Amanda Craig in The Times said, ’Updale doesn’t put a foot wrong in this marvellous tale’.

Here’s a picture of the (rather unusual) cover. You may already have seen the front of it, but I thought you’d like a look at the whole thing, including the flaps that wrap round the book.





We had a great time at the launch. 

Because the book is set in 1929, I dressed up in the style of the time. This is me, outside the Kew Bookshop before the party started:


And here I am with Jacqueline Wilson...


...and Francesca Simon


If you want to come and see me talking about Johnny Swanson, I’ll be at  the Edinburgh Book Festival on 15th August, and the Cheltenham Festival on 16th October.


JOHNNY SWANSON is very different from my Montmorency books.  It’s set in 1929, more than a decade after the end of World War I, when any glamour associated with the war had well and truly worn off.  The book features advertising, tuberculosis and murder.  The main character is a boy whose efforts to help his mother end up threatening her life - and he is the only person who can save her.  That sounds more grim than the book is.  There’s plenty of humour, too.  I hope you’ll get to love Johnny, Winnie, Hutch and Olwen as much as you love Montmorency and his friends.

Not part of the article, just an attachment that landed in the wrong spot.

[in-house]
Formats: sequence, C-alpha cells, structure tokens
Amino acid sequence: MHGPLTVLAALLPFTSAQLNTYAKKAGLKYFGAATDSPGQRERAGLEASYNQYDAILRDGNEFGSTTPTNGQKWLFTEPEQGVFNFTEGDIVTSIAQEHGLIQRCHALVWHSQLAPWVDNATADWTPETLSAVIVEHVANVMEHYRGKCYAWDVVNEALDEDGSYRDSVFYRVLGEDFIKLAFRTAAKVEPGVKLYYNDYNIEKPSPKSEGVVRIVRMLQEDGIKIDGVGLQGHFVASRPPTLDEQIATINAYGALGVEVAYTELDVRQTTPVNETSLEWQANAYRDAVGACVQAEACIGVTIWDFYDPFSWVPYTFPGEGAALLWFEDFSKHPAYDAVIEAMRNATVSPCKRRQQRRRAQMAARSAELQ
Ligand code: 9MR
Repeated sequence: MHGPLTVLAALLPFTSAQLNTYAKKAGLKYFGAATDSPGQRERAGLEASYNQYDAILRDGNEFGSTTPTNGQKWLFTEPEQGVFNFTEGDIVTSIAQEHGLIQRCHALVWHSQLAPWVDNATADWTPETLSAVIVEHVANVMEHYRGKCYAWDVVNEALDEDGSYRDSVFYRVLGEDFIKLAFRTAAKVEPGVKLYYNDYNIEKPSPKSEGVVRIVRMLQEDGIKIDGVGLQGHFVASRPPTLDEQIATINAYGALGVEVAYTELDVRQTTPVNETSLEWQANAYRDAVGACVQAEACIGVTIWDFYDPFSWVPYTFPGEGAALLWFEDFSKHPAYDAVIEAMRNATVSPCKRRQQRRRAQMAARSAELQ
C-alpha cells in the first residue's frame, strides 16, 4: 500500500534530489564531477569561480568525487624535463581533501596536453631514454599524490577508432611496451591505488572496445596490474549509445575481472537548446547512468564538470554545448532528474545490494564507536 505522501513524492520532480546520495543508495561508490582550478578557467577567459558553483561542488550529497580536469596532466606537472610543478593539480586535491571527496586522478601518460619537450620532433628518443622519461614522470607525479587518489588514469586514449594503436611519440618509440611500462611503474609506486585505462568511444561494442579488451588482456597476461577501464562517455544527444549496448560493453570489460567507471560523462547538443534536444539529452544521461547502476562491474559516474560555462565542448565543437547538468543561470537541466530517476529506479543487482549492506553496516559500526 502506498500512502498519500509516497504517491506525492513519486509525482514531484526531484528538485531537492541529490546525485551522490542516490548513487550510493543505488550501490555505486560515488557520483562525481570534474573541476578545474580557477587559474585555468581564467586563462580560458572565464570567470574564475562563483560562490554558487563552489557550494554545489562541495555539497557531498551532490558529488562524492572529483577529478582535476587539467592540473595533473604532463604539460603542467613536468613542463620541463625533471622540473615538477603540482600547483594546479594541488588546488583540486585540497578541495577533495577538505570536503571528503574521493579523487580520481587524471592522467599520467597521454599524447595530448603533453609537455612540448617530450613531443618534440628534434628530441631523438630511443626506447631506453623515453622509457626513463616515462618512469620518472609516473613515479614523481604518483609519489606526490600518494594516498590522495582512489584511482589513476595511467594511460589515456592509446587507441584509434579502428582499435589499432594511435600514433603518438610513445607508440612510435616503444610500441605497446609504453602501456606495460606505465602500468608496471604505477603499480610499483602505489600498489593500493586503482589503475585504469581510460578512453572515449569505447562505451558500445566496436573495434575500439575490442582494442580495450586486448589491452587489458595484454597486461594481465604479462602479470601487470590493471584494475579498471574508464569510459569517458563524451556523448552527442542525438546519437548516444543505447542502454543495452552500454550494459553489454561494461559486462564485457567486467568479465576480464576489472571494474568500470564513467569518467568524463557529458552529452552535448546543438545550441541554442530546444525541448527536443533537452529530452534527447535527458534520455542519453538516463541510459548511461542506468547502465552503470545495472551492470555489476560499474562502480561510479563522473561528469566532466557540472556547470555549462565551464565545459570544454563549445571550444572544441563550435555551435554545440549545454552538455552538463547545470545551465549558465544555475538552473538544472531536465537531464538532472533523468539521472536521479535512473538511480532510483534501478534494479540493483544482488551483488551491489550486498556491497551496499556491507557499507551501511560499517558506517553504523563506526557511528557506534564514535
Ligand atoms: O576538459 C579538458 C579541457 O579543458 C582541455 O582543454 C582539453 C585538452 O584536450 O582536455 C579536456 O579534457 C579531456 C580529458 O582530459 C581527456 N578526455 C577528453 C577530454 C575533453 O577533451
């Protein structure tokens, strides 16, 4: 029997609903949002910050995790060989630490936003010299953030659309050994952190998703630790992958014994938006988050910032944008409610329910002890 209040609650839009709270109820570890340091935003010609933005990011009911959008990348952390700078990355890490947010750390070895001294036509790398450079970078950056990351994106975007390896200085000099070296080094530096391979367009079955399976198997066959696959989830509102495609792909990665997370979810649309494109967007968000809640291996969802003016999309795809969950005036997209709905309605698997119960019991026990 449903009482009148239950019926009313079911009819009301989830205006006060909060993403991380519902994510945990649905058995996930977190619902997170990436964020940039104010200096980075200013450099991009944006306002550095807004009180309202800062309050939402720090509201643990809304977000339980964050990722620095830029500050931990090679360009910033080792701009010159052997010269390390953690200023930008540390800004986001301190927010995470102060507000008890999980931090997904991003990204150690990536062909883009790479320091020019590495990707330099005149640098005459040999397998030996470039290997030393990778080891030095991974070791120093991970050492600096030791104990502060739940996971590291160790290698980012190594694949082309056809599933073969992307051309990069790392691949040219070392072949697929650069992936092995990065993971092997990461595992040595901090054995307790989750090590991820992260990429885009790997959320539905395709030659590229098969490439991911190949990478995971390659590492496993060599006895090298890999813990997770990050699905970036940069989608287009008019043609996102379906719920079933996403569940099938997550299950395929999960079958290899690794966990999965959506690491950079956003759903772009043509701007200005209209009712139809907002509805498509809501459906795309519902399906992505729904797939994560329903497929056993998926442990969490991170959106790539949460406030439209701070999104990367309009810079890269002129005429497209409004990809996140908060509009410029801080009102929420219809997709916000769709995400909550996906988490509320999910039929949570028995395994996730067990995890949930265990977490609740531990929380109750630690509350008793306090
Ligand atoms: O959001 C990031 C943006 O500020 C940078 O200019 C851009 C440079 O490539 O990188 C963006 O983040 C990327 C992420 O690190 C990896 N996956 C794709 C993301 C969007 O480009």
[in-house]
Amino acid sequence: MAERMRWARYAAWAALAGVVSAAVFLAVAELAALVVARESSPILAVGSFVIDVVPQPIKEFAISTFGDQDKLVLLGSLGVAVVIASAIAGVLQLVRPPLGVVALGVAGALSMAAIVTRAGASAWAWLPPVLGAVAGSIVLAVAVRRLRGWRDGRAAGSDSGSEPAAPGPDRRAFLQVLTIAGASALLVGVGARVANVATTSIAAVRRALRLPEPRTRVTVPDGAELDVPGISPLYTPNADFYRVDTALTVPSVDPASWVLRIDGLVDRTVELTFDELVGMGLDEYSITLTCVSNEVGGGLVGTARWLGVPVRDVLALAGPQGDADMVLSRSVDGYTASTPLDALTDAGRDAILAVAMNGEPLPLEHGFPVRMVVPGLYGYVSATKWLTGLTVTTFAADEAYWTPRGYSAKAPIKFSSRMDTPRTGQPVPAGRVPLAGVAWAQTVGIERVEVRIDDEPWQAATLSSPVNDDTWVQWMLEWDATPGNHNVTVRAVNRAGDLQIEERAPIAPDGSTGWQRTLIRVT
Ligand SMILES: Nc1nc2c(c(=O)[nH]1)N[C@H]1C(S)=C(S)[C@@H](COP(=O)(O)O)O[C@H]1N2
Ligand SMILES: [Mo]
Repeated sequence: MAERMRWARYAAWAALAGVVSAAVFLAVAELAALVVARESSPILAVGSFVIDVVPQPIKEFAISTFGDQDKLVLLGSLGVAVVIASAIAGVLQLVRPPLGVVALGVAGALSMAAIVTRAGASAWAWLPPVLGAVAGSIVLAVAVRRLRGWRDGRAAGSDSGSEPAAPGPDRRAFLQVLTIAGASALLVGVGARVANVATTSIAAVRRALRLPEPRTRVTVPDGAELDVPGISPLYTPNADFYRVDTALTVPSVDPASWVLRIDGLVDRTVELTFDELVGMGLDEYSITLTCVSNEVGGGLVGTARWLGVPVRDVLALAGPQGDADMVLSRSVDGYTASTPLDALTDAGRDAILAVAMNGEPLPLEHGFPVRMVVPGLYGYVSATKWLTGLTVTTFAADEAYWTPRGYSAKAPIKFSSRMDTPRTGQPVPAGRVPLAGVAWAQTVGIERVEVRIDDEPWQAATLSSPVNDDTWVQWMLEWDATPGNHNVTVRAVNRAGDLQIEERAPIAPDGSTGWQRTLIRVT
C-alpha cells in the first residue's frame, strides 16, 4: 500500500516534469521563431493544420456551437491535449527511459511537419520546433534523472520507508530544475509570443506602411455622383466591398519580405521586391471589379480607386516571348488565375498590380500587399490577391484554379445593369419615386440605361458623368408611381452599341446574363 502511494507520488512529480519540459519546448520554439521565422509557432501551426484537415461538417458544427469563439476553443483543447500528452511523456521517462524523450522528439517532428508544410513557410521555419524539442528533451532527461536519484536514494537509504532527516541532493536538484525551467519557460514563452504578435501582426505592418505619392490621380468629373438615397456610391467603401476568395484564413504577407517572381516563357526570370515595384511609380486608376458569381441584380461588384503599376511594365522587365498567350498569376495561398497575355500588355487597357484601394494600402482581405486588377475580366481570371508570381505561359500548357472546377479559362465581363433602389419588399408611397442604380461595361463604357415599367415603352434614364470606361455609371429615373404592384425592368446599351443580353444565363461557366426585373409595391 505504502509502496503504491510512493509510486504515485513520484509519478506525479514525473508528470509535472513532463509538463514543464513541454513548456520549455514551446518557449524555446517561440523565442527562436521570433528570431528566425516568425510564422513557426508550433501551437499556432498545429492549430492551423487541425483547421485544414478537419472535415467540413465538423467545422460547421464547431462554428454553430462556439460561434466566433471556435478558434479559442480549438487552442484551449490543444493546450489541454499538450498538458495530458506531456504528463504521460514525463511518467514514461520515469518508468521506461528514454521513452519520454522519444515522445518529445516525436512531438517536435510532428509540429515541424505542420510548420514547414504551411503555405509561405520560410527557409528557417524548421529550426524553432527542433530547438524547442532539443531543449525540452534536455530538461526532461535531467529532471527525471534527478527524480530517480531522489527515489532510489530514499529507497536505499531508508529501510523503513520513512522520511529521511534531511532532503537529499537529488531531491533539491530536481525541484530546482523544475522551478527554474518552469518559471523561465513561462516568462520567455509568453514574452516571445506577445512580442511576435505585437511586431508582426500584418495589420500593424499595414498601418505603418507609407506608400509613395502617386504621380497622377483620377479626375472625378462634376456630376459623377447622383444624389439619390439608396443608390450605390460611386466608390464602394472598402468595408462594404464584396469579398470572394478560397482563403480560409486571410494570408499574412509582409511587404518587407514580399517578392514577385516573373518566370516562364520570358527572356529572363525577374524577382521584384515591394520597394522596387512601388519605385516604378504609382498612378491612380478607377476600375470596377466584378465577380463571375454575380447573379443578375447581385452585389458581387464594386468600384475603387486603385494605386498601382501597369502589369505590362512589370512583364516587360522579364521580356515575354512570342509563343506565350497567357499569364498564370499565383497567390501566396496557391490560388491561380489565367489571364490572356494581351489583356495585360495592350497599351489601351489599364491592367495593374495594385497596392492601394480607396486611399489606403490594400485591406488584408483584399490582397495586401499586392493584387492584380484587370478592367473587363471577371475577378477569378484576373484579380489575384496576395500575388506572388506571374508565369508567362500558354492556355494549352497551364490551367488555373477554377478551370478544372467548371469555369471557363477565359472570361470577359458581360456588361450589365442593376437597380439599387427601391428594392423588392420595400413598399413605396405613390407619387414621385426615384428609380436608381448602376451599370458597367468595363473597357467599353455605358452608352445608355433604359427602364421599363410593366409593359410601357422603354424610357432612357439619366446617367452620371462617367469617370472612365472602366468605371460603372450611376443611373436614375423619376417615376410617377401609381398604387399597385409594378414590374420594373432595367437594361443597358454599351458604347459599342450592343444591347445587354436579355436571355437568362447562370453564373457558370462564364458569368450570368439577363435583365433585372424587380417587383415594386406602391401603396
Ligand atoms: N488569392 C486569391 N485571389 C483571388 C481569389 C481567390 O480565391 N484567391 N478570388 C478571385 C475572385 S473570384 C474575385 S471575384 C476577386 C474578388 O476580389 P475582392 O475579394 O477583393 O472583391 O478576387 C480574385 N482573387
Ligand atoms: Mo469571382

Here is the Text of the Guardian review from May 8 2010.  You can find the original at

Johnny Swanson by Eleanor Updale

Philip Ardagh revels in an entertaining tale of personal ads, tuberculosis and skulduggery

When researching her first foray into children’s fiction – the marvellous Montmorency novels – Eleanor Updale found herself deep beneath the streets of London in a public sewer. It’s unlikely that any such strenuous preparations were required for Johnny Swanson, save perhaps a trip to the former sanatorium of Craig-y-Nos Castle in Wales, which is today, rather conveniently, a hotel. This latest novel is, I would suggest, pitched at a slightly younger audience than Montmorency (though a thoroughly enjoyable read for this adult), and is in an undeniably lighter vein.

The story has three main strands: the schoolboy Johnny Swanson earning income from the personal ads; the spread of tuberculosis in the 1920s; and the up-to-no-good skulduggery – what other kind is there? – that somehow bridges these first two strands.